Academic journal article Cross / Cultures

Exile and Return in Kavevangua Kahengua's Dreams

Academic journal article Cross / Cultures

Exile and Return in Kavevangua Kahengua's Dreams

Article excerpt

THE THEME OF EXILE AND RETURN IS A RECURRENT ONE in Kavevangua Kahengua's anthology Dreams (2002). He is a descendant of the Ovaherero who fled Namibia during the Herero-German war in 1907. 1 Some Ovaherero managed to escape to Botswana, including Kahengua's grandmother, Taureondja Kamutenja, who is presented as a heroic figure in the poem "For Grandma, Who Crossed the Thirstland (1907)." In this poem, the funereal imagery vividly captures the anguish of the Ovaherero during this tragic phase in the history of South West Africa, as Namibia was known during the German and the Afrikaner colonial eras:

Yellow on-shore winds raged

And ravaged

In agony of death

Eighty thousand voices howled

Forever they faded like a burial dirge

With luck of an elusive prey

Grandma escaped the massacre

Like a desert lizard

She took cover behind the scorching

Namib desert

On the way, from the same thirsty nipple

Father, son, and daughter suckled

A belief in immortality of human life

Its invaluable being

Waded through the Kgalagadi sand dunes

As winds start to change colours

From yellow to ebony

Grandma whose hair refuses to grey with age

Perceives the freedom flame.2

The poem pays eloquent tribute to the resilience of the Ovaherero who, "Like a desert lizard," survived the twin scourges of the ruthless German colonial forces and "the scorching / Namib desert." The strength of the poet's grandmother is captured powerfully in the image of suckling the "Father, son and daughter" from "the same thirsty nipple." Significantly, despite the horrors of war, dispossession, and suffering, the poem ends on an optimistic, prophetic note, which suggests that the poet has come to terms with the painful past. The poem is visually striking, as a photograph of the matriarch, in traditional dress, sitting cross-legged, features prominently in the right-hand corner of the page, superimposed on a photograph of sand dunes. It is not surprising, therefore, to find that identity is another major theme in Dreams, as Kahengua pays tribute to his Namibian and Tswana heritage.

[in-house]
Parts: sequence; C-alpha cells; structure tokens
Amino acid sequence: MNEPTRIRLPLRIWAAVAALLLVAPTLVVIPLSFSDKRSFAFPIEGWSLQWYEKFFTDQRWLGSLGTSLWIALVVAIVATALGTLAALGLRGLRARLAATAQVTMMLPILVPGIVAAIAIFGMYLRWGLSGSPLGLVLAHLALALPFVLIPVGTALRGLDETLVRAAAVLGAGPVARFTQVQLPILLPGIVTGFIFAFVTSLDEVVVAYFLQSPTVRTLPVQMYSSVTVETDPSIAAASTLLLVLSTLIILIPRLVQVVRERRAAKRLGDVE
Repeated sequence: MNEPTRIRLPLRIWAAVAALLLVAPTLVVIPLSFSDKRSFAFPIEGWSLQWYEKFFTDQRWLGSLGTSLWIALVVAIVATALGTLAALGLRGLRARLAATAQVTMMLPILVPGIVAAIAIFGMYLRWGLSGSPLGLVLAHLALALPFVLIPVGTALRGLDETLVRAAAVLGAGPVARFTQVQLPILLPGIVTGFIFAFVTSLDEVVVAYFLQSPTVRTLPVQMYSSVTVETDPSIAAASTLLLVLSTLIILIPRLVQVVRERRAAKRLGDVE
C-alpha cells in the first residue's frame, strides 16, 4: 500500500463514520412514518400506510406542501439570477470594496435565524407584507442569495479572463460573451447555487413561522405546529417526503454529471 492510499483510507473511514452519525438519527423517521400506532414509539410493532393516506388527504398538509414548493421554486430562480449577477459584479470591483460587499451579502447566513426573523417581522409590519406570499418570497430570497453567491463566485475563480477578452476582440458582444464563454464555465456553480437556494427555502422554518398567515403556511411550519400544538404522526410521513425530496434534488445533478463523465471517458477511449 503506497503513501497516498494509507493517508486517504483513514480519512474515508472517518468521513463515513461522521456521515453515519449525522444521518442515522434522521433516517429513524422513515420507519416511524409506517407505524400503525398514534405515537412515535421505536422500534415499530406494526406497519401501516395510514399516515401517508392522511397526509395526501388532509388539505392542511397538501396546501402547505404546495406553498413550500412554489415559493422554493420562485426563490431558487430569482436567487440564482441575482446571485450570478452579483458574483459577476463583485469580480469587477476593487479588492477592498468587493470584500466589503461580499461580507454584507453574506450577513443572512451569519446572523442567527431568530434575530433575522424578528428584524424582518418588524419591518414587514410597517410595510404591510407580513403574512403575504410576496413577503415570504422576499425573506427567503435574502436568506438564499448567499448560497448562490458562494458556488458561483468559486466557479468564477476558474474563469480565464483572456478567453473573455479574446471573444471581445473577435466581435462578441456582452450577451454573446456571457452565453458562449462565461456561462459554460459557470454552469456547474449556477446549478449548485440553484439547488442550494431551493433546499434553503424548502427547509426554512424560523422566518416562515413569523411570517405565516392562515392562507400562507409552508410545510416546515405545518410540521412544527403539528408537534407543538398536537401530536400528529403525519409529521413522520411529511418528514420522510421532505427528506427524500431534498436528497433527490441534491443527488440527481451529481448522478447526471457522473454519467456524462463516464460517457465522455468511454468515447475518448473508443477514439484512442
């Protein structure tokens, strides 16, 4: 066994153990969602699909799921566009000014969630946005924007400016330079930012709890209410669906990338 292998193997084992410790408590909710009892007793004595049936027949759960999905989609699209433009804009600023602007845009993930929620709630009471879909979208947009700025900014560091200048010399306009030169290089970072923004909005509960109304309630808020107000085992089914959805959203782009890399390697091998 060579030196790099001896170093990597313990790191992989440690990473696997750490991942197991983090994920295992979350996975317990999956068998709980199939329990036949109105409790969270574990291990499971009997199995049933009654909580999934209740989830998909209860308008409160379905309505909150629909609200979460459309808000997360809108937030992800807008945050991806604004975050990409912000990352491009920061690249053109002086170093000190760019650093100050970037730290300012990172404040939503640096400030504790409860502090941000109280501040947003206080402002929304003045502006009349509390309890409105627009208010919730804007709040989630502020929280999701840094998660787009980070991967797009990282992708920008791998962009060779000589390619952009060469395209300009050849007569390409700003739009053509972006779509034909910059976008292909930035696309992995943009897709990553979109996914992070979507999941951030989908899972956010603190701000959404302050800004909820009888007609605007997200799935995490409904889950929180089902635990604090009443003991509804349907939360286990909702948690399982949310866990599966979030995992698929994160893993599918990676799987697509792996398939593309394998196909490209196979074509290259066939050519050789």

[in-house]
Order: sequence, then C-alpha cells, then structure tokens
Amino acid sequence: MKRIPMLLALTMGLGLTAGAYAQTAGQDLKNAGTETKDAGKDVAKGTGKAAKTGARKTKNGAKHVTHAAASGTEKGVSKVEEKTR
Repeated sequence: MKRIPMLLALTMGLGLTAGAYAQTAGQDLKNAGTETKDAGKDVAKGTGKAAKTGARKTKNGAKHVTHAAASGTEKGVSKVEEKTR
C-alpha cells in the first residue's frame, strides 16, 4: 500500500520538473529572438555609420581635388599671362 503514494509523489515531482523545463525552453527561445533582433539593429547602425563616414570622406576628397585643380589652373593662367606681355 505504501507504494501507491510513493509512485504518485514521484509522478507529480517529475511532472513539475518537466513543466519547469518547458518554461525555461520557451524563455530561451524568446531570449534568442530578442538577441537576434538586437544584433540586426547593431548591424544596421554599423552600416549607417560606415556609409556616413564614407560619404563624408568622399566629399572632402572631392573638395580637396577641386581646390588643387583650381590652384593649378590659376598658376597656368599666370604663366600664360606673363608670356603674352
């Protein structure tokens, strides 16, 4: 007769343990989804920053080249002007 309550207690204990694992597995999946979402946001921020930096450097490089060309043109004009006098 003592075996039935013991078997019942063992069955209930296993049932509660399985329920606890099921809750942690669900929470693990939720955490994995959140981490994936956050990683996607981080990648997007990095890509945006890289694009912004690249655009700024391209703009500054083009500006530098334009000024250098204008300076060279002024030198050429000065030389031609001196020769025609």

"Ongua Jandje," sub-titled "My Birthplace," reflects the poet's pride in his roots in "Mosu, Botswana" and his sensitivity to his environment, a characteristic feature of his verse:

Mba kwaterwa komiti

Omire otjomborora

Mbi kuha kutwa ondu no ndana

Mosu, ko Tjauana t ovikori

Every birthplace has a song

For in birth we are anchored in nature

I was born in a place oftall breasted trees

Around which no sheep

Nor calf is tethered

Mosu, Botswana. (43)

In an explanatory note, the poet states that "The verse in English is not a direct translation of the Otjiherero verse but expresses similar emotions associated with the importance of a birthplace" (43).

Like other exiles, his community has to ponder which land is 'home'. In the poem "Lost Companion,"

Ground wet from rain

Inspired we went hunting

The hunting climax all in vain

Sun at zenith, shadows under feet,

Thirsty, restless and changed

Into the power of ignorance.

He pointed westwards

I advised west is darkness and death

A hungry lion, Kgalagadi awaits its prey

We engaged in a tug of war

Each savouring the power of being in the light.

I countered. Let us not follow

The conventional patterns of the lost ones,

When the Herero perished

In the Kgalagadi [sic] sands,

The callous German guns in pursuit

Let's retrack and retrace

Our footprints eastwards

Where refuge is. (65)

Kahengua states that Botswana is the land "Where refuge is"; the land of his birth offers comfort and security. One notes the imagistic parallels with "For Grandma, Who Crossed the Thirstland." The Kgalagadi symbolizes "darkness and death," the memory of the community's flight to freedom has been passed down from generation to generation. …

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